NATO vowed on Wednesday to give its troubled mission in Afghanistan the "forces, resources and flexibility needed" to tackle increasingly ferocious Taliban fighters.
Leaders of the 26-nation bloc also backed a French proposal to set up a "contact group" for Afghanistan, to coordinate actions aimed at preventing the country slipping back towards chaos.
The pledge, announced at the end of a two-day summit here, came after the United States and Britain in particular lobbied for more troops and fewer restrictions on forces in the violence-wracked country.
"We reaffirm the strong solidarity of our alliance and pledge to ensure that ISAF has the forces, resources and flexibility needed to ensure the mission's continued success," said the 11-page summit final declaration.
US President George W. Bush and British Prime Minister Tony Blair pressed their NATO allies to send more troops and cut restrictions on British-led forces which are facing growing casualties in southern Afghanistan.
NATO chief Jaap de Hoop Scheffer confirmed that a number of countries had agreed to cut caveats, or restrictions on the use of their national forces deployed in Afghanistan.
"We have made real progress on caveats. A number of nations have diminished their caveats," he said.
In particular there was agreement to deploy forces to help out in emergencies.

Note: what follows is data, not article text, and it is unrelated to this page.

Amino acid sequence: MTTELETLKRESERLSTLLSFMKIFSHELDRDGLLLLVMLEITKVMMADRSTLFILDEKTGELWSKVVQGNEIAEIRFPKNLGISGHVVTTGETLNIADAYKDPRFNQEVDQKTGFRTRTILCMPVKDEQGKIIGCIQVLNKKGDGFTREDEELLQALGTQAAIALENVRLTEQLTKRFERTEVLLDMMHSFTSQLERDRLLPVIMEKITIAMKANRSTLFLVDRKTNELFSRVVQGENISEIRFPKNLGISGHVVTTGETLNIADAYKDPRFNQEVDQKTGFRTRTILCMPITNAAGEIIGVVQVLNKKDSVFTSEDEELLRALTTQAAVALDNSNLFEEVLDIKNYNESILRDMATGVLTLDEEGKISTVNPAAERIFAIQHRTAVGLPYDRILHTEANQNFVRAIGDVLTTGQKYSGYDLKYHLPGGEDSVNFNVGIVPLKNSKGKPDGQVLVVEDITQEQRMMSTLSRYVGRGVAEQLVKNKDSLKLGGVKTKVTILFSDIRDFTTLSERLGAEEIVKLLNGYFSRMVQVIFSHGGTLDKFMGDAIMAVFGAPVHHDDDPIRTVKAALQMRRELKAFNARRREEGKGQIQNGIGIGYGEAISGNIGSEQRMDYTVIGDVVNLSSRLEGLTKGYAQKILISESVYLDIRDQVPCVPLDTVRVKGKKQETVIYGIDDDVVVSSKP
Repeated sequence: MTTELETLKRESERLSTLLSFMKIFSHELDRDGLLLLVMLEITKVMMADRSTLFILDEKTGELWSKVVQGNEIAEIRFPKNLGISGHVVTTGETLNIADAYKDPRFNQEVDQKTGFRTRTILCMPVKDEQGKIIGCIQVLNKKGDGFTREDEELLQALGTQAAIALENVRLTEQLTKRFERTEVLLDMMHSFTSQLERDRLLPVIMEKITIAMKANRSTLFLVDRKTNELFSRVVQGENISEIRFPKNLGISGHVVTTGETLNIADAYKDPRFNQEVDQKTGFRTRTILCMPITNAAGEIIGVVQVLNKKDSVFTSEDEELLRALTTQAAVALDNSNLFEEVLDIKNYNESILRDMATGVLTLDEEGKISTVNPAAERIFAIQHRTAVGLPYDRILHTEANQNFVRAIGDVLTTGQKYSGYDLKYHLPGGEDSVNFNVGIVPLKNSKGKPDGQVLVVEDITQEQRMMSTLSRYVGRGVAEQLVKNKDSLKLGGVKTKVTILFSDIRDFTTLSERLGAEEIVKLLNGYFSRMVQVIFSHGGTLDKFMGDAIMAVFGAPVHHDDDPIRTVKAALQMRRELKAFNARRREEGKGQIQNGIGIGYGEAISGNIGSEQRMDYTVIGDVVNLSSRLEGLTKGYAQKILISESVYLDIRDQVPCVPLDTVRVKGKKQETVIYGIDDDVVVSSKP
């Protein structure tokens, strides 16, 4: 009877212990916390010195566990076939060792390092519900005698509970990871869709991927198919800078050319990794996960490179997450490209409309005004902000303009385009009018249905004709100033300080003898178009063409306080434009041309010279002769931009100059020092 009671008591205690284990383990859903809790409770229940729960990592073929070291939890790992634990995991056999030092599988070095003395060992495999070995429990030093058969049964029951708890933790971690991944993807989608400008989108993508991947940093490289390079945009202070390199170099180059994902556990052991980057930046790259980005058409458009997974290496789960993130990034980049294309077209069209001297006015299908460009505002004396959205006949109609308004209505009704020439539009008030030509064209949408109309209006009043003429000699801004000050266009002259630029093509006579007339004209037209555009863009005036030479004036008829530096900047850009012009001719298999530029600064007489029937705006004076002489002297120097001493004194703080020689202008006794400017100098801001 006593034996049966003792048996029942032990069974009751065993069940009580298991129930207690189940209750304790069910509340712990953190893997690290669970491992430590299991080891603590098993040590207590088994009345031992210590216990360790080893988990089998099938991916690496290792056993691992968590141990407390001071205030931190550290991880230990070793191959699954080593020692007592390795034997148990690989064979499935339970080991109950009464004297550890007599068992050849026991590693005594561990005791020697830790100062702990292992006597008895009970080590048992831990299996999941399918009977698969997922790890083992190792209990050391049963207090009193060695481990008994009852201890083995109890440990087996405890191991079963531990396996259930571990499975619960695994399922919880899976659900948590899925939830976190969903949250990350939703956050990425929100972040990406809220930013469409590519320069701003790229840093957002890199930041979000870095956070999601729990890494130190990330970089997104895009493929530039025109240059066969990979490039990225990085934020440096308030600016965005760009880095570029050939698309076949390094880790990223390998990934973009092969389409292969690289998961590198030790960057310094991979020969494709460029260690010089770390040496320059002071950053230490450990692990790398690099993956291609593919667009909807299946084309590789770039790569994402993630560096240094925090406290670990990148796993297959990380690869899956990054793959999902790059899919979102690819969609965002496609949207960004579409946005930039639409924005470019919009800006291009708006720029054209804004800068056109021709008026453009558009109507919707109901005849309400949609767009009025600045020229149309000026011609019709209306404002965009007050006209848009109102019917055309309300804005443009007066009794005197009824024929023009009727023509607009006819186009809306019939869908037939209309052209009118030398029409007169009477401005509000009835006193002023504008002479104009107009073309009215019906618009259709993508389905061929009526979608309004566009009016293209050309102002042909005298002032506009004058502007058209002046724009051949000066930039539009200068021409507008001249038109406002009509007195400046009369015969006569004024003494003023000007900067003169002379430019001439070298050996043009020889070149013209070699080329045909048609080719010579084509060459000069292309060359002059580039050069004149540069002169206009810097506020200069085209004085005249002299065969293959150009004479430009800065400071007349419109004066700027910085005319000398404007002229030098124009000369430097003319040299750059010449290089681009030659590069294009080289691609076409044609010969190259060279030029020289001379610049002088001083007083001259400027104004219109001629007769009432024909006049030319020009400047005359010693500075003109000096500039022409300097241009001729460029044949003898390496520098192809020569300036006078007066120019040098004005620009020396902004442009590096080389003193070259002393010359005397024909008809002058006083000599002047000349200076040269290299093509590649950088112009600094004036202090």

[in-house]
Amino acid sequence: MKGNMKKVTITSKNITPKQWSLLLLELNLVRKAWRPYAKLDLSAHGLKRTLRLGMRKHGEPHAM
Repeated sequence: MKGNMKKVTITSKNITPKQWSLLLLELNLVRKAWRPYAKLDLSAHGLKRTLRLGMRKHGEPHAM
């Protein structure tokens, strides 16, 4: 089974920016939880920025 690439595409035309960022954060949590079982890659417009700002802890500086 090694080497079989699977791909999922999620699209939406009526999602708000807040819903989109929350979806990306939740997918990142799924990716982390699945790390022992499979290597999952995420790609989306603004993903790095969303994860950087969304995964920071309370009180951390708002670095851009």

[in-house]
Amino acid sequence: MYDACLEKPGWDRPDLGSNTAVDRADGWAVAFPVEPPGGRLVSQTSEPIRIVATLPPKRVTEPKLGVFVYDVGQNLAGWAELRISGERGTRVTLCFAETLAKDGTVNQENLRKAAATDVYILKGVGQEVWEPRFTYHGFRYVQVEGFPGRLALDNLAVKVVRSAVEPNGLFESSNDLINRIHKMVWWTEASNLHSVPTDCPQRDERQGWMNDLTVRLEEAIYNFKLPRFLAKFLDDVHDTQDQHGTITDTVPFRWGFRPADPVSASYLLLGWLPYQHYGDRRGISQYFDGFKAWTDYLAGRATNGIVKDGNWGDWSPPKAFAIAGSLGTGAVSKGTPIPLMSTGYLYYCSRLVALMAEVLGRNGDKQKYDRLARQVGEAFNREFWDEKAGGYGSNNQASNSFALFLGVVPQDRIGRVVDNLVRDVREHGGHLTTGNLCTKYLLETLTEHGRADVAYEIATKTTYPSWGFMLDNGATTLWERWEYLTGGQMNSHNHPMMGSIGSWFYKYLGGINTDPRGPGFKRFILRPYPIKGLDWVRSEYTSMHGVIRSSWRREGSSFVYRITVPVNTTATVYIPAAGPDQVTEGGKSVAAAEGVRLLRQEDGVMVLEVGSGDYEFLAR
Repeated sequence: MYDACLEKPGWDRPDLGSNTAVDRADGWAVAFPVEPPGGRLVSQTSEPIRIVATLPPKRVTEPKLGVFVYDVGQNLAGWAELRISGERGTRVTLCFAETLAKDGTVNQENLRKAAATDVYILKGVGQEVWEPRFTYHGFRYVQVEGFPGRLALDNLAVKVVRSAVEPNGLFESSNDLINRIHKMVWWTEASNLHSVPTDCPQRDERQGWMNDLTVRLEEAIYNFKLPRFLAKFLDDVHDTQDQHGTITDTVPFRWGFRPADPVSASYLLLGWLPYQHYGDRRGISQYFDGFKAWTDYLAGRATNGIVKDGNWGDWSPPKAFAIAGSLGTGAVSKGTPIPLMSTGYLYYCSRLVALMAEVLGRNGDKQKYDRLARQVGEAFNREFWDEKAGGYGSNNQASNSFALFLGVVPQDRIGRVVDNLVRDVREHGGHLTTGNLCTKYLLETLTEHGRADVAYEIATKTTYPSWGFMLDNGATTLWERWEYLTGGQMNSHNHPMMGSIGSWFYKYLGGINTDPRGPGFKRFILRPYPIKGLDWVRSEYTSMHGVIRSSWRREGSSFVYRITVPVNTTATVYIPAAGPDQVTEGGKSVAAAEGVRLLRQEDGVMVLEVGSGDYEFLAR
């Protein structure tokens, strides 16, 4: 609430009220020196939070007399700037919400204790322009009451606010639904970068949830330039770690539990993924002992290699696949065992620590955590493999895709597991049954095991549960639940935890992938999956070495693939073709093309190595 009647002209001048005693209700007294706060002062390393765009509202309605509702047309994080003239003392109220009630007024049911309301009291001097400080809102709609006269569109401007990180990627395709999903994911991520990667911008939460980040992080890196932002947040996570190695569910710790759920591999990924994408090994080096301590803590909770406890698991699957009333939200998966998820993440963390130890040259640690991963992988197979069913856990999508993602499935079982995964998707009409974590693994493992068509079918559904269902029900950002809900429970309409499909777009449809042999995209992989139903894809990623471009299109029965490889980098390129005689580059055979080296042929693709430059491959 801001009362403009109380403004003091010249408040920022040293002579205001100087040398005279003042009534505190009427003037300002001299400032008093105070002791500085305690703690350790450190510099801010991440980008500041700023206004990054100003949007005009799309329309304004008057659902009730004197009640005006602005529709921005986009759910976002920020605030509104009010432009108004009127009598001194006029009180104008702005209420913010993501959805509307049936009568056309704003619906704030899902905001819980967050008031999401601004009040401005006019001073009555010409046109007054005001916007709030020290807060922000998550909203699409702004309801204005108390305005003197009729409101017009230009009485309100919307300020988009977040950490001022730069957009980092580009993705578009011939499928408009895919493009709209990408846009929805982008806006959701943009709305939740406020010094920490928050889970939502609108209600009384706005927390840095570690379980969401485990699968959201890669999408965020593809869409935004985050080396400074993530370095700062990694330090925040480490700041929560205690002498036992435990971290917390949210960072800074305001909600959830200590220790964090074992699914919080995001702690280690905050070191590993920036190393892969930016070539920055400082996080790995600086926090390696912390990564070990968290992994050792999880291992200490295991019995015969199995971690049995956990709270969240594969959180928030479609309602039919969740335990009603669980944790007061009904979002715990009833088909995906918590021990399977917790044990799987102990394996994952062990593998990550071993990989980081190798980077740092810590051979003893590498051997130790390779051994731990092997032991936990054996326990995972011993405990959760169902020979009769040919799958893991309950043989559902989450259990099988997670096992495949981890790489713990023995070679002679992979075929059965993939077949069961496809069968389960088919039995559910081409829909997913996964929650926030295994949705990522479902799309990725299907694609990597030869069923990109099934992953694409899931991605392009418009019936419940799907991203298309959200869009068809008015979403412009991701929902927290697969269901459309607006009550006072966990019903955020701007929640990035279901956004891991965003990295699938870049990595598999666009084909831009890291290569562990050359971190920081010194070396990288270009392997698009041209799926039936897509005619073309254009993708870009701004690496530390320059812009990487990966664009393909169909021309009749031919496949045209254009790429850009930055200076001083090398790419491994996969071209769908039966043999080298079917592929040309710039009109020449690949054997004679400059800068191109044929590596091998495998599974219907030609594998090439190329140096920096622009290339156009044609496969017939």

"In an emergency... they will support each other. That is the most fundamental demonstration of NATO's solidarity," he said.
The NATO secretary general also confirmed that NATO leaders had supported a proposal by French President Jacques Chirac to establish a "contact group" for Afghanistan.
This could be along the lines of such a group set up for the Balkans in the 1990s, comprising the United States, Britain, France, Germany, Italy and Russia, to coordinate diplomatic and other action to resolve the conflict.
"I have been tasked ... to think about and to forward proposals on the possibility of a contact group for Afghanistan," he said.
Overall, de Hoop Scheffer said the NATO summit was good news for the people of Afghanistan.
"The bottom line is that, five years after the fall of the Taliban, Afghanistan is making progress," he said.
"There is not the slightest reason to voice doom and gloom on Afghanistan. Afghanistan is being won, but is not yet won."